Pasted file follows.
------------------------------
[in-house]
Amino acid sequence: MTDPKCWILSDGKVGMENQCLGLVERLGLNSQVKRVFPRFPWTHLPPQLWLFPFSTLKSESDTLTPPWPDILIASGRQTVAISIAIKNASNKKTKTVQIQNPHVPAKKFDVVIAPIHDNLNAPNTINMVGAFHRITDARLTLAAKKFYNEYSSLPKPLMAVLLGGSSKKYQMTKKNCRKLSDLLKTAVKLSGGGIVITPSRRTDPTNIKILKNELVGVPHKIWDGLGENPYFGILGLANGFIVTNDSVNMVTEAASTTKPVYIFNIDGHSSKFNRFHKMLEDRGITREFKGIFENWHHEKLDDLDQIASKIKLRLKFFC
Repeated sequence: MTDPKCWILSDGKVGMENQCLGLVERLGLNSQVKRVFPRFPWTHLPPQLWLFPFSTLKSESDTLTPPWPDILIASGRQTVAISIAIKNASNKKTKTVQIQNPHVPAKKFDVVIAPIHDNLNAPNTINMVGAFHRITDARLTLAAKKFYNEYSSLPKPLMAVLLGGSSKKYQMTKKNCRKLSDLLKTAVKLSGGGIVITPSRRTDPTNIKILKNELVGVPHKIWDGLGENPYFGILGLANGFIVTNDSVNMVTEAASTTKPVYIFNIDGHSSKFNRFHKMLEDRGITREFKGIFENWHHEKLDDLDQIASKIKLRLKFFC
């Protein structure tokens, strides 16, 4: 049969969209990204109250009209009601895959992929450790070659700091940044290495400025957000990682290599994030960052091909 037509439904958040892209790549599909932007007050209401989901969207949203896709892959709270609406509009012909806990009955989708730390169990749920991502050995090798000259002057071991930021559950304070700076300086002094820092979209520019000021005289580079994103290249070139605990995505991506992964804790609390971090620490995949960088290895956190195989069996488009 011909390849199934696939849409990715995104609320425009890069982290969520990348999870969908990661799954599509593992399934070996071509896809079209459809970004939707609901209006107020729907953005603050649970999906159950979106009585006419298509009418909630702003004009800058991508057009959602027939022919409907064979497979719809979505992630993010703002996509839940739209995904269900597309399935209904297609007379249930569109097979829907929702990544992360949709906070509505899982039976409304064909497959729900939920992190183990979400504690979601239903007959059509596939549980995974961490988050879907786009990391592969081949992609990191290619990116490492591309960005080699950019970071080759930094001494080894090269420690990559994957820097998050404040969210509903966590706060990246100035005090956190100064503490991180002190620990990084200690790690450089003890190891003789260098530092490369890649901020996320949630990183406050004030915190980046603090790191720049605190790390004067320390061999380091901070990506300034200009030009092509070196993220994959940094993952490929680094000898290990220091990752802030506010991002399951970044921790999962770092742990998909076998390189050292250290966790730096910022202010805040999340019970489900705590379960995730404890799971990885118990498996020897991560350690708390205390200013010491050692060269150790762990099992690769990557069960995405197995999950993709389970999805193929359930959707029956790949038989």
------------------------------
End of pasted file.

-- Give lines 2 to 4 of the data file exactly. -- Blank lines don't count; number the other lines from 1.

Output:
Amino acid sequence: MTDPKCWILSDGKVGMENQCLGLVERLGLNSQVKRVFPRFPWTHLPPQLWLFPFSTLKSESDTLTPPWPDILIASGRQTVAISIAIKNASNKKTKTVQIQNPHVPAKKFDVVIAPIHDNLNAPNTINMVGAFHRITDARLTLAAKKFYNEYSSLPKPLMAVLLGGSSKKYQMTKKNCRKLSDLLKTAVKLSGGGIVITPSRRTDPTNIKILKNELVGVPHKIWDGLGENPYFGILGLANGFIVTNDSVNMVTEAASTTKPVYIFNIDGHSSKFNRFHKMLEDRGITREFKGIFENWHHEKLDDLDQIASKIKLRLKFFC
Repeated sequence: MTDPKCWILSDGKVGMENQCLGLVERLGLNSQVKRVFPRFPWTHLPPQLWLFPFSTLKSESDTLTPPWPDILIASGRQTVAISIAIKNASNKKTKTVQIQNPHVPAKKFDVVIAPIHDNLNAPNTINMVGAFHRITDARLTLAAKKFYNEYSSLPKPLMAVLLGGSSKKYQMTKKNCRKLSDLLKTAVKLSGGGIVITPSRRTDPTNIKILKNELVGVPHKIWDGLGENPYFGILGLANGFIVTNDSVNMVTEAASTTKPVYIFNIDGHSSKFNRFHKMLEDRGITREFKGIFENWHHEKLDDLDQIASKIKLRLKFFC
């Protein structure tokens, strides 16, 4: 049969969209990204109250009209009601895959992929450790070659700091940044290495400025957000990682290599994030960052091909 037509439904958040892209790549599909932007007050209401989901969207949203896709892959709270609406509009012909806990009955989708730390169990749920991502050995090798000259002057071991930021559950304070700076300086002094820092979209520019000021005289580079994103290249070139605990995505991506992964804790609390971090620490995949960088290895956190195989069996488009 011909390849199934696939849409990715995104609320425009890069982290969520990348999870969908990661799954599509593992399934070996071509896809079209459809970004939707609901209006107020729907953005603050649970999906159950979106009585006419298509009418909630702003004009800058991508057009959602027939022919409907064979497979719809979505992630993010703002996509839940739209995904269900597309399935209904297609007379249930569109097979829907929702990544992360949709906070509505899982039976409304064909497959729900939920992190183990979400504690979601239903007959059509596939549980995974961490988050879907786009990391592969081949992609990191290619990116490492591309960005080699950019970071080759930094001494080894090269420690990559994957820097998050404040969210509903966590706060990246100035005090956190100064503490991180002190620990990084200690790690450089003890190891003789260098530092490369890649901020996320949630990183406050004030915190980046603090790191720049605190790390004067320390061999380091901070990506300034200009030009092509070196993220994959940094993952490929680094000898290990220091990752802030506010991002399951970044921790999962770092742990998909076998390189050292250290966790730096910022202010805040999340019970489900705590379960995730404890799971990885118990498996020897991560350690708390205390200013010491050692060269150790762990099992690769990557069960995405197995999950993709389970999805193929359930959707029956790949038989």